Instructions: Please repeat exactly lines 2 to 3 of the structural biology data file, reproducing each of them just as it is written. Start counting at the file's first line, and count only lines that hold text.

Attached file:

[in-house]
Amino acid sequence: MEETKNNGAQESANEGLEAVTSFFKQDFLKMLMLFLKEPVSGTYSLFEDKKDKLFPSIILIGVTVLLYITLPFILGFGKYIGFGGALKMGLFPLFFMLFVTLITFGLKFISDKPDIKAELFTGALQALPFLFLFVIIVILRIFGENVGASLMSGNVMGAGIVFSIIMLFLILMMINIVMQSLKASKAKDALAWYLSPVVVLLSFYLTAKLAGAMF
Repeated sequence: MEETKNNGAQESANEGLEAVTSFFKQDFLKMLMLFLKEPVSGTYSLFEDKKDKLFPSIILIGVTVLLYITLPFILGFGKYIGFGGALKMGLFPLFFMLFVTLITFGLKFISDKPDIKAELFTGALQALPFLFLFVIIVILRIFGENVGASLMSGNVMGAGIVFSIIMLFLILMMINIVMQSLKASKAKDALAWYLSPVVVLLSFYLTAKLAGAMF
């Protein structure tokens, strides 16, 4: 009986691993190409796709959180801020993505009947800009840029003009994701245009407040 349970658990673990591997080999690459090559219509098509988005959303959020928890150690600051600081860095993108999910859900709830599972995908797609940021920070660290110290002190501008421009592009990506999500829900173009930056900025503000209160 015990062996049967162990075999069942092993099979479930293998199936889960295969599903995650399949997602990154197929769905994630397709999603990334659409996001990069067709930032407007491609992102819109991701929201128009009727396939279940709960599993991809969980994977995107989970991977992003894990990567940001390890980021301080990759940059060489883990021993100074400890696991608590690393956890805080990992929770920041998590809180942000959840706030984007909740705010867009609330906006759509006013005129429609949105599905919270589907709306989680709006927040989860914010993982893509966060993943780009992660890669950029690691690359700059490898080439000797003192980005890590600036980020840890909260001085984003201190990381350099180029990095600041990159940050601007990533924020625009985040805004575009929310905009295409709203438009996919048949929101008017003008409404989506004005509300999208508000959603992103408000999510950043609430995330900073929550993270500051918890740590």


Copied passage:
Amino acid sequence: MEETKNNGAQESANEGLEAVTSFFKQDFLKMLMLFLKEPVSGTYSLFEDKKDKLFPSIILIGVTVLLYITLPFILGFGKYIGFGGALKMGLFPLFFMLFVTLITFGLKFISDKPDIKAELFTGALQALPFLFLFVIIVILRIFGENVGASLMSGNVMGAGIVFSIIMLFLILMMINIVMQSLKASKAKDALAWYLSPVVVLLSFYLTAKLAGAMF
Repeated sequence: MEETKNNGAQESANEGLEAVTSFFKQDFLKMLMLFLKEPVSGTYSLFEDKKDKLFPSIILIGVTVLLYITLPFILGFGKYIGFGGALKMGLFPLFFMLFVTLITFGLKFISDKPDIKAELFTGALQALPFLFLFVIIVILRIFGENVGASLMSGNVMGAGIVFSIIMLFLILMMINIVMQSLKASKAKDALAWYLSPVVVLLSFYLTAKLAGAMF